44.      Although setting out the moral and social case for the adoption of a Living Wage the research papers raise some concerns about the timing of implementation (given the current financial climate) and that, in isolation the introduction of the Living Wage in Wales may not provide an effective way of tackling poverty. 

45.      The main issues of concern include:-

·           The possibility that increases in incomes of low-paid working households (as a result of the Living Wage) may be actually diminished by a reduction in tax benefits the households would otherwise receive. The payment of the Living Wage could take an employee over an earnings threshold meaning that they may lose entitlement to current benefits. This loss could be greater than the gain from the Living Wage and hence the employee could be worse off.

·           The concern that the Living Wage may be poorly targeted. It is suggested that in Wales (in 2011) some 85% of workers in low paid jobs were not in poor households and therefore the impact of the initiative on poverty may be diluted.

·           The concern that the Living Wage will have a negative impact on employment and public services. The research papers make the straightforward point that higher wages (as a result of the implementation of the Living Wage) would mean a reduction in spending in other areas. It is suggested that this would mean lower levels of public service which would, in turn would result in greater unemployment.

46.      Members will also be aware that the Living Wage focuses solely on the value of basic hourly pay rates. It does not take into account the other "non pay" benefits (generous sick pay schemes and high levels of employer pension contributions) which remain a significant element of local authority terms and conditions.

47.      The positive impact of these "non pay" benefits in relation to reducing the effects of poverty clearly need to be considered as part of a debate around the Living Wage.

48.      In view of the above Members may wish to consider the appropriateness and timing of implementing the Living Wage given current budgetary pressures.  In relation to the timing issue, implementation may be considered more appropriate at a point where the local government financial settlement includes the necessary funding for the full and ongoing consequences of implementing the Living Wage.

Resource Implications (Financial and Employment)

49.      The resource implications in relation to the implementation of the Living Wage are set out in paragraphs 21 to 42 above.

Sustainability and Climate Change Implications

50.      On the basis of the issues set out above, it would be difficult sustain a financial commitment to the longer term implementations of the Living Wage in the current financial climate. This is particularly the case given the anticipated reductions in the local government financial settlement and projected increases in the cost of living.

51.      The Living Wage is linked to the Minimum Income Standard and cost of living, whereas the pay rates for local government employees are negotiated nationally, taking account of available finance.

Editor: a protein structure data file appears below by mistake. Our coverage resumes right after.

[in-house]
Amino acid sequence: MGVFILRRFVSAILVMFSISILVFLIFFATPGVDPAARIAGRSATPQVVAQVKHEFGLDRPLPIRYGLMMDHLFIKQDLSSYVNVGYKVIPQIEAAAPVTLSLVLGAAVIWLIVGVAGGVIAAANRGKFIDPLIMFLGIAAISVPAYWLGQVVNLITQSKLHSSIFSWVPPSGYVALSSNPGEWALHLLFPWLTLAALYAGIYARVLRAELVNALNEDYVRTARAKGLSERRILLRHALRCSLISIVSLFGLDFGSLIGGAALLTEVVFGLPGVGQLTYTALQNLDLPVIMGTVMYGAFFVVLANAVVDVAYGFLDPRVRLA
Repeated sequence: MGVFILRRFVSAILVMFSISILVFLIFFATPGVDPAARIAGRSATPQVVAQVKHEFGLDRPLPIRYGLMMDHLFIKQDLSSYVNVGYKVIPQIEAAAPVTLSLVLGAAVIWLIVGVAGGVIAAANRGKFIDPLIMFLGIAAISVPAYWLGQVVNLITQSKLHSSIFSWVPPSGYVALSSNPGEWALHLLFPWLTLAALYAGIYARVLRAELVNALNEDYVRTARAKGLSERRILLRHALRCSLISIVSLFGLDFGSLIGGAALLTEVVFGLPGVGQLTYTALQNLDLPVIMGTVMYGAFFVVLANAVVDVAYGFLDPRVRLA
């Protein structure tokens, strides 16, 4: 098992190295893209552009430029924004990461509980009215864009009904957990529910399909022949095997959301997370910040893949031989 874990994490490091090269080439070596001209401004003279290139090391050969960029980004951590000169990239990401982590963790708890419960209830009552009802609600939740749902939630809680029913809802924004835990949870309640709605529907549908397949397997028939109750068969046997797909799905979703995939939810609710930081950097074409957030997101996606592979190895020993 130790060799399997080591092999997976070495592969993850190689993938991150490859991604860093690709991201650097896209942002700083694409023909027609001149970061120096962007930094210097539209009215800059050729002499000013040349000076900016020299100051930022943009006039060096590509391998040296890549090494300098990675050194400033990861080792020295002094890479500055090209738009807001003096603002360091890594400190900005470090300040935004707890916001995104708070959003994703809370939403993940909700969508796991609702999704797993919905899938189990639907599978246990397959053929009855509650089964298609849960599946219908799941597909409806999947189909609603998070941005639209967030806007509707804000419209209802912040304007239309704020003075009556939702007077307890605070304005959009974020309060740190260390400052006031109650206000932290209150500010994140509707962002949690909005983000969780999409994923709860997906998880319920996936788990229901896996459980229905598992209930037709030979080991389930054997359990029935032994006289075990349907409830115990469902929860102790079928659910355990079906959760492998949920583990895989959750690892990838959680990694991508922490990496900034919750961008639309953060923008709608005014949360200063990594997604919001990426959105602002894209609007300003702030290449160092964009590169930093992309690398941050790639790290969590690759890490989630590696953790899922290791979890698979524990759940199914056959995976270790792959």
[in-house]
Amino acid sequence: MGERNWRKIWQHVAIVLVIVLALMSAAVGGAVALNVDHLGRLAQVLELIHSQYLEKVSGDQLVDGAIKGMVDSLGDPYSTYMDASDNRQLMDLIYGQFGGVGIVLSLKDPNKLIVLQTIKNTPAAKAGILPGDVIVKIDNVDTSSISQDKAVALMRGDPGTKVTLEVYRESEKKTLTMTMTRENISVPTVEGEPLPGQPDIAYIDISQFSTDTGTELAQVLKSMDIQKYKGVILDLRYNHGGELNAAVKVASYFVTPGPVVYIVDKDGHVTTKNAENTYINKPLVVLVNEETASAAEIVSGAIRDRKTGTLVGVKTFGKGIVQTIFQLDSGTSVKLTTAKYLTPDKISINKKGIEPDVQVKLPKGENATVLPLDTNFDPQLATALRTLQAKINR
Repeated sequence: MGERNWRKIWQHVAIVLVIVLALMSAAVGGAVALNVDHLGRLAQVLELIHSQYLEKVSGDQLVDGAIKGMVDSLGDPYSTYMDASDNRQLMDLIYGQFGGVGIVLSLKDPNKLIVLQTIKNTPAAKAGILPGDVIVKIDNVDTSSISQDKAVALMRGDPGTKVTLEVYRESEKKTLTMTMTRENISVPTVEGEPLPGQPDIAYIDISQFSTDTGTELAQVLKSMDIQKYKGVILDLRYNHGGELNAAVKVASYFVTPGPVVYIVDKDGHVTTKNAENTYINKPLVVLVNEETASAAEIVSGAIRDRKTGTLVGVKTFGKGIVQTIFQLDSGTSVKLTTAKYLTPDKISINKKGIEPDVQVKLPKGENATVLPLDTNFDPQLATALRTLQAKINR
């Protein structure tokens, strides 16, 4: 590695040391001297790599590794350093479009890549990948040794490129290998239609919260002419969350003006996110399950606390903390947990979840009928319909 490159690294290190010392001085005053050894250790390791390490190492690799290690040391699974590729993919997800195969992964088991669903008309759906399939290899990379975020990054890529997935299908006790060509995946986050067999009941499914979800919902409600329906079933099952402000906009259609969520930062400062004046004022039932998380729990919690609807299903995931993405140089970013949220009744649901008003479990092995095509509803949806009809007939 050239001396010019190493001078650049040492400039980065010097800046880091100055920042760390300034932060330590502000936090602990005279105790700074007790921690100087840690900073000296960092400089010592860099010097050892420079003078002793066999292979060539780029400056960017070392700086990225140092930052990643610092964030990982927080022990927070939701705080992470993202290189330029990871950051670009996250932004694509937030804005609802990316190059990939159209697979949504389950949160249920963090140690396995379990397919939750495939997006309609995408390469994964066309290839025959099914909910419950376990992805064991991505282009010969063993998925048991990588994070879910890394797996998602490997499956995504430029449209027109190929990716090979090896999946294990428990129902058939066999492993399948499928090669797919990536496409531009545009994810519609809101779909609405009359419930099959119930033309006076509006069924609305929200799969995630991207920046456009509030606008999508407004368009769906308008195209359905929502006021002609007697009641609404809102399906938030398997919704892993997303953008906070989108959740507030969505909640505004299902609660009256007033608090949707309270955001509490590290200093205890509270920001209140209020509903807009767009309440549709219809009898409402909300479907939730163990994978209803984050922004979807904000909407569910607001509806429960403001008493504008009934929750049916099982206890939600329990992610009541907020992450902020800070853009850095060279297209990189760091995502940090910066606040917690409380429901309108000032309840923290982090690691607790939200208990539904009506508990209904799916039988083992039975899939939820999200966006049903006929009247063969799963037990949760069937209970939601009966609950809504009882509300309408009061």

Legal Implications (to Include Human Rights Implications)

52.      The accreditation for the Living Wage is confirmed by a signed licence between the Living Wage Foundation and the employer.  This is a legally binding document. There is a requirement to pay all directly employed staff the Living Wage and have a plan in place for contracted staff to receive the Living Wage. 

Crime and Disorder Implications

53.      None.

Equal Opportunities Implications (to include Welsh Language issues)

54.      The application of the Living Wage can help address issues around low pay and potentially also help reduce the gender pay gap. The gender impact (as set out in paragraph 36) shows that low pay affects jobs filled by female employees more than it affects male employees. However, low paid workers are entitled to claim in-work benefits which is also a relevant consideration.

55.      It is suggested, however, that the adoption of the Living Wage will not, in itself help to tackle the issue of occupational segregation (i.e. encouraging women to apply for jobs predominantly occupied men and vice-versa). The adverse impact on grade differentials, as set out in paragraph 33, could also serve to dissuade employees from applying for higher graded and higher skilled positions.

56.      Whilst the payment of a Living Wage, as a supplement may reduce the potential for equal pay claims it would need to be implemented consistently for corporate and schools staff to help further mitigate such claims.

Corporate/Service Objectives

57.      To ensure that Council services are supported by the appointment, retention and deployment of skilled, flexible and engaged employees.

Policy Framework and Budget

58.      This is a matter for Executive decision by Cabinet

Consultation (including Ward Member Consultation)

59.      Ward members have not been consulted as the issue does not affect individual wards.

Relevant Scrutiny Committee

60.      Corporate Resources

Background Papers

Living Wage: A Guide for Employers - The Living Wage Foundation

The Living Wage - Local Government Association (2013)

Living Wage in Wale: Exploratory Study - Swansea University/SERC

The Possible Impacts of Introducing a Living Wage in Wales - K&A Services (2011)

 

Contact Officer

Reuben Bergman - Head of HR

Clive Teague - Head of Financial Services

 

Officers Consulted

Operational Manager - Human Resources

Operational Manager - Finance & Systems

Employment Lawyer - Legal Services

 

Responsible Officer:

Sian Davies - Managing Director